By DAVID MAY
This is not the time of year most people feel the onset of flu. Having those symptoms can mean a precursor to something more serious.
That was the case recently for Weatherford resident Allen Beadel. When he began breaking out in cold sweats, had a loss of appetite and turned pale, his wife made a phone call and he was soon on his way to Weatherford Regional Medical Center. That was on June 28, and he stayed in the hospital until July 2.
It was on July 8 that he was notified that test results showed he had been infected by West Nile virus.
Beadel said he also had low blood pressure, but his temperature was normal, and he said hospital officials were not completely sure what they were treating. They performed some normal steps like administering fluids and antibiotics while putting Beadel through a battery of tests and calling in a cardiologist, looking for his symptoms’ cause.
Complicating diagnosis somewhat was that Beadel also has diabetes issues.
“They weren’t really sure,” said Beadel of hospital staff treating him.
He said he recovered and was released from the hospital. Still feeling weak, he had several more scheduled days off from work to continue his recovery.
“I feel like I was fortunate,” Beadel said. “It is not uncommon for it to develop into (West Nile Neuroinvasive).”
According to the Texas Department of Health, 80 percent of people infected with WNV recover on their own, while the other 20 percent develop more serious symptoms and illness, with some ending in death.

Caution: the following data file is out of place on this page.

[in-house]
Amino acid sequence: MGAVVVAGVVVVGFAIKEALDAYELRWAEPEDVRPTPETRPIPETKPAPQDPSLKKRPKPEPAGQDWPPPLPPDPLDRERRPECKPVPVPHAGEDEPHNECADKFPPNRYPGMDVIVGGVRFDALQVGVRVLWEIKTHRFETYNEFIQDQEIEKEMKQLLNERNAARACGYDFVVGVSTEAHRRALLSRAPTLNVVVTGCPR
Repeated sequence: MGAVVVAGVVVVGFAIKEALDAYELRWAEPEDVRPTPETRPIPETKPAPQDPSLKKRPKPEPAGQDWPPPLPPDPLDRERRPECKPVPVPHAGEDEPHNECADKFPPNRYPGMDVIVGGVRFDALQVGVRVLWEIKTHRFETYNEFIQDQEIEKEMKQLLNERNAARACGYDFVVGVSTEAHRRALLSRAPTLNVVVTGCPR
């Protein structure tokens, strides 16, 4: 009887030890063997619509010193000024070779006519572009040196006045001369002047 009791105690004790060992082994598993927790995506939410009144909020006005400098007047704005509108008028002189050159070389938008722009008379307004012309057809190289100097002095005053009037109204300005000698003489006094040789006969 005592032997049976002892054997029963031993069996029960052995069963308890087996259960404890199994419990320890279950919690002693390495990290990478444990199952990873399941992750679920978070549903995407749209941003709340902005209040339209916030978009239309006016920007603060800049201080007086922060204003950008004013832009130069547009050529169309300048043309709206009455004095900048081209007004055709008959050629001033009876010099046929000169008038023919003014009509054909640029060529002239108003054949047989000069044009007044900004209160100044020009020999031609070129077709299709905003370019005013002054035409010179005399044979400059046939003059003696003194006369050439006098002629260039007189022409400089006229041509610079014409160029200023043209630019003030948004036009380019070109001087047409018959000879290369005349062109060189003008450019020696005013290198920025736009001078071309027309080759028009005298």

Beadel said he is not sure when or where he was bitten by the infectious mosquito. Beadel works outdoors for a telecommunications company, and often works – as he did around this time – in other counties. He said he wears sunscreen and insect repellent as required by his company.
Working outside during the day, Beadel said he is not one to spend much time outdoors around his home gardening or doing yard work.
The TDH as of July 16 said there have been just two human West Nile infections in 2013, one in Tarrant County and one in Anderson County, in 2013, with no deaths. There have been 26 other West Nile virus cases reported, 25 in mosquitoes and one horse case.
West Nile is a mosquito-born virus. People over 50 and those with weakened immune systems are at a higher risk of becoming ill if they become infected with the virus. The TDH recommends these steps to help prevent infection:
• Use an approved insect repellent every time you go outside. Approved repellents are those that contain DEET, picaridin or oil of lemon eucalyptus. Follow the instructions on the label.
• Regularly drain standing water, including water that collects in empty cans, tires, buckets, clogged rain gutters and saucers under potted plants. Mosquitoes breed in stagnant water.
• Wear long sleeves and pants at dawn and dusk when mosquitoes are most active.
• Use air conditioning or make sure there are screens on all doors and windows to keep mosquitoes from entering the home.
At this time the City of Weatherford is responding to any individual reports of mosquitoes but has not scheduled regular spraying.